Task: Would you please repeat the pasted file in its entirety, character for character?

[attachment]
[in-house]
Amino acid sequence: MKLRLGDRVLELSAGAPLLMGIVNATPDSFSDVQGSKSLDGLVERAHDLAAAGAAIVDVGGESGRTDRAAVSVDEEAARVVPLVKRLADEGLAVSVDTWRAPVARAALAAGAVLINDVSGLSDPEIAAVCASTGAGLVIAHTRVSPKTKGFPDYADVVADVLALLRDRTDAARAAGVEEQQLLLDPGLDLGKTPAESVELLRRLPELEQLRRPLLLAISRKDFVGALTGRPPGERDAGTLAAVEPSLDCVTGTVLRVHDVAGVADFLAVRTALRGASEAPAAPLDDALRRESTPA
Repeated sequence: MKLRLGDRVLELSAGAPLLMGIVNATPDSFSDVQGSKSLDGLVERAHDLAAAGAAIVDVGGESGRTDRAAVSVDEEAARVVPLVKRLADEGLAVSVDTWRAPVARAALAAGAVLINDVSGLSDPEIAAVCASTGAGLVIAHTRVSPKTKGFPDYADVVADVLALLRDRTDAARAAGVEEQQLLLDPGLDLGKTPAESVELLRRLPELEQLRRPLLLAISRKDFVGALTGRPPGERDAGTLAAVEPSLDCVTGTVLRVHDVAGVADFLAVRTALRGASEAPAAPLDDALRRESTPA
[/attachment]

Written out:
[in-house]
Amino acid sequence: MKLRLGDRVLELSAGAPLLMGIVNATPDSFSDVQGSKSLDGLVERAHDLAAAGAAIVDVGGESGRTDRAAVSVDEEAARVVPLVKRLADEGLAVSVDTWRAPVARAALAAGAVLINDVSGLSDPEIAAVCASTGAGLVIAHTRVSPKTKGFPDYADVVADVLALLRDRTDAARAAGVEEQQLLLDPGLDLGKTPAESVELLRRLPELEQLRRPLLLAISRKDFVGALTGRPPGERDAGTLAAVEPSLDCVTGTVLRVHDVAGVADFLAVRTALRGASEAPAAPLDDALRRESTPA
Repeated sequence: MKLRLGDRVLELSAGAPLLMGIVNATPDSFSDVQGSKSLDGLVERAHDLAAAGAAIVDVGGESGRTDRAAVSVDEEAARVVPLVKRLADEGLAVSVDTWRAPVARAALAAGAVLINDVSGLSDPEIAAVCASTGAGLVIAHTRVSPKTKGFPDYADVVADVLALLRDRTDAARAAGVEEQQLLLDPGLDLGKTPAESVELLRRLPELEQLRRPLLLAISRKDFVGALTGRPPGERDAGTLAAVEPSLDCVTGTVLRVHDVAGVADFLAVRTALRGASEAPAAPLDDALRRESTPA